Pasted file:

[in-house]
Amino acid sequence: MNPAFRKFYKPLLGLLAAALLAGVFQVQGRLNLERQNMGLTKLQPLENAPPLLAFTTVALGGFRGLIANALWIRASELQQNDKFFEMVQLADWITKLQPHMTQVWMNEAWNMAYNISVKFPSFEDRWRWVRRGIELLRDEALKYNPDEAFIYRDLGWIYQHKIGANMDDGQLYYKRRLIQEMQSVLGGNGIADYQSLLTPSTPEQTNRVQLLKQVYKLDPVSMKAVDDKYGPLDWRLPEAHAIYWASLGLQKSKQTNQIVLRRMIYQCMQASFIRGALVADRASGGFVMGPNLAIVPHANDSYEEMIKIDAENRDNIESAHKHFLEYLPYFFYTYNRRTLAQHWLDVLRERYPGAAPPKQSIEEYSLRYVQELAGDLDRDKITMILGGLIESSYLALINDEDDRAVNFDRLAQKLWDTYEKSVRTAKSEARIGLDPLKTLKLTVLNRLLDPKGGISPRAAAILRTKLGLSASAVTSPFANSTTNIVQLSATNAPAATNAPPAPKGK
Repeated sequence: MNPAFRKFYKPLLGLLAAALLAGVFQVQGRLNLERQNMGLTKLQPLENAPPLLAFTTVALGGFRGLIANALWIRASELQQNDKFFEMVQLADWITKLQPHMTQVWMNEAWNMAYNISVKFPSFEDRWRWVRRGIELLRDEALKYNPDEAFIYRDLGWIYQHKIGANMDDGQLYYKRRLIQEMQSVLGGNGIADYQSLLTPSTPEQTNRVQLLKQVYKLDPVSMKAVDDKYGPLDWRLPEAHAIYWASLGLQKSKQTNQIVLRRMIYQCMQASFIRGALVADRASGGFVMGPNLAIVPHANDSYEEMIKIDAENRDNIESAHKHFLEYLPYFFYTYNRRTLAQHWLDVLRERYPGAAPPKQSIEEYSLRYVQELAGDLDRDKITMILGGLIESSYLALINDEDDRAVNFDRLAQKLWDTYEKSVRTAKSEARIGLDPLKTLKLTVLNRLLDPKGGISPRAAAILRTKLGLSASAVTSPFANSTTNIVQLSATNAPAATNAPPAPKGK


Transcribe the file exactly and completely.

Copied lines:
[in-house]
Amino acid sequence: MNPAFRKFYKPLLGLLAAALLAGVFQVQGRLNLERQNMGLTKLQPLENAPPLLAFTTVALGGFRGLIANALWIRASELQQNDKFFEMVQLADWITKLQPHMTQVWMNEAWNMAYNISVKFPSFEDRWRWVRRGIELLRDEALKYNPDEAFIYRDLGWIYQHKIGANMDDGQLYYKRRLIQEMQSVLGGNGIADYQSLLTPSTPEQTNRVQLLKQVYKLDPVSMKAVDDKYGPLDWRLPEAHAIYWASLGLQKSKQTNQIVLRRMIYQCMQASFIRGALVADRASGGFVMGPNLAIVPHANDSYEEMIKIDAENRDNIESAHKHFLEYLPYFFYTYNRRTLAQHWLDVLRERYPGAAPPKQSIEEYSLRYVQELAGDLDRDKITMILGGLIESSYLALINDEDDRAVNFDRLAQKLWDTYEKSVRTAKSEARIGLDPLKTLKLTVLNRLLDPKGGISPRAAAILRTKLGLSASAVTSPFANSTTNIVQLSATNAPAATNAPPAPKGK
Repeated sequence: MNPAFRKFYKPLLGLLAAALLAGVFQVQGRLNLERQNMGLTKLQPLENAPPLLAFTTVALGGFRGLIANALWIRASELQQNDKFFEMVQLADWITKLQPHMTQVWMNEAWNMAYNISVKFPSFEDRWRWVRRGIELLRDEALKYNPDEAFIYRDLGWIYQHKIGANMDDGQLYYKRRLIQEMQSVLGGNGIADYQSLLTPSTPEQTNRVQLLKQVYKLDPVSMKAVDDKYGPLDWRLPEAHAIYWASLGLQKSKQTNQIVLRRMIYQCMQASFIRGALVADRASGGFVMGPNLAIVPHANDSYEEMIKIDAENRDNIESAHKHFLEYLPYFFYTYNRRTLAQHWLDVLRERYPGAAPPKQSIEEYSLRYVQELAGDLDRDKITMILGGLIESSYLALINDEDDRAVNFDRLAQKLWDTYEKSVRTAKSEARIGLDPLKTLKLTVLNRLLDPKGGISPRAAAILRTKLGLSASAVTSPFANSTTNIVQLSATNAPAATNAPPAPKGK